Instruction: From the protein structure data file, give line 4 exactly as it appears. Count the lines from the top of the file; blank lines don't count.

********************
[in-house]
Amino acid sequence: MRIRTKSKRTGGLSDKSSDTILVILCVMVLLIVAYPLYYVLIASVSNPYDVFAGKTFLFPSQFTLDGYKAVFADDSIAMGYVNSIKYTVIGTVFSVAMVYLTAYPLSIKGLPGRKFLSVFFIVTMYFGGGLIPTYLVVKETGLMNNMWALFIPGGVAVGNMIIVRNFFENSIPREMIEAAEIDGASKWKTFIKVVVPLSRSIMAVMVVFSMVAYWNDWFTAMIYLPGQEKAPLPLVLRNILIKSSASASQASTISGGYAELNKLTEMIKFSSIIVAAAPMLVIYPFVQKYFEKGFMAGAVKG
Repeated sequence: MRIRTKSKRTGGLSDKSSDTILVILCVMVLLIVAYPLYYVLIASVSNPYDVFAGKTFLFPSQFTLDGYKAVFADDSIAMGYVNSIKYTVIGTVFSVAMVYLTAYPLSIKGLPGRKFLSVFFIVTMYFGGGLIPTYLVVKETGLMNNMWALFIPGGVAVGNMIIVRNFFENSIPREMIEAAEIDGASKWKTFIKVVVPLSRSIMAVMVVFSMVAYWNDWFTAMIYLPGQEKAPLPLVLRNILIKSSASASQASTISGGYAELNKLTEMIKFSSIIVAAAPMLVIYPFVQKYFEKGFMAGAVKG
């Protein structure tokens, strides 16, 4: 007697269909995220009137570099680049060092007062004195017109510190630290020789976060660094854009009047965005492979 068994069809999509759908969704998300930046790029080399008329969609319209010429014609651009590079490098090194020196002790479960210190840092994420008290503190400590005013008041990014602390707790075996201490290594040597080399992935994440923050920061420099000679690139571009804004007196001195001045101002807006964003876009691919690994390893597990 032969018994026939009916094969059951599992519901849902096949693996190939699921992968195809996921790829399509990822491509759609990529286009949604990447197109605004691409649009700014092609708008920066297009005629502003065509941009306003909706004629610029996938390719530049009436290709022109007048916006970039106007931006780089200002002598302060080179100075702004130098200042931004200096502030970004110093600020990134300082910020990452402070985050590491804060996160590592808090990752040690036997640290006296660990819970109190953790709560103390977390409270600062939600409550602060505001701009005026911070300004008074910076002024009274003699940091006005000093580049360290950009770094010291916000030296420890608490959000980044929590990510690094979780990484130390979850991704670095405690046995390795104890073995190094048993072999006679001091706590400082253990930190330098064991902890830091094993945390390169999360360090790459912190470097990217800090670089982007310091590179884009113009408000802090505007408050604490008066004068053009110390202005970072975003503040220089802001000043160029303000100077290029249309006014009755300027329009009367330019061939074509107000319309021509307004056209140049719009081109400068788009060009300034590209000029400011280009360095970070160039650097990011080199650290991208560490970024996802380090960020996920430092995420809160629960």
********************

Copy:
């Protein structure tokens, strides 16, 4: 007697269909995220009137570099680049060092007062004195017109510190630290020789976060660094854009009047965005492979 068994069809999509759908969704998300930046790029080399008329969609319209010429014609651009590079490098090194020196002790479960210190840092994420008290503190400590005013008041990014602390707790075996201490290594040597080399992935994440923050920061420099000679690139571009804004007196001195001045101002807006964003876009691919690994390893597990 032969018994026939009916094969059951599992519901849902096949693996190939699921992968195809996921790829399509990822491509759609990529286009949604990447197109605004691409649009700014092609708008920066297009005629502003065509941009306003909706004629610029996938390719530049009436290709022109007048916006970039106007931006780089200002002598302060080179100075702004130098200042931004200096502030970004110093600020990134300082910020990452402070985050590491804060996160590592808090990752040690036997640290006296660990819970109190953790709560103390977390409270600062939600409550602060505001701009005026911070300004008074910076002024009274003699940091006005000093580049360290950009770094010291916000030296420890608490959000980044929590990510690094979780990484130390979850991704670095405690046995390795104890073995190094048993072999006679001091706590400082253990930190330098064991902890830091094993945390390169999360360090790459912190470097990217800090670089982007310091590179884009113009408000802090505007408050604490008066004068053009110390202005970072975003503040220089802001000043160029303000100077290029249309006014009755300027329009009367330019061939074509107000319309021509307004056209140049719009081109400068788009060009300034590209000029400011280009360095970070160039650097990011080199650290991208560490970024996802380090960020996920430092995420809160629960």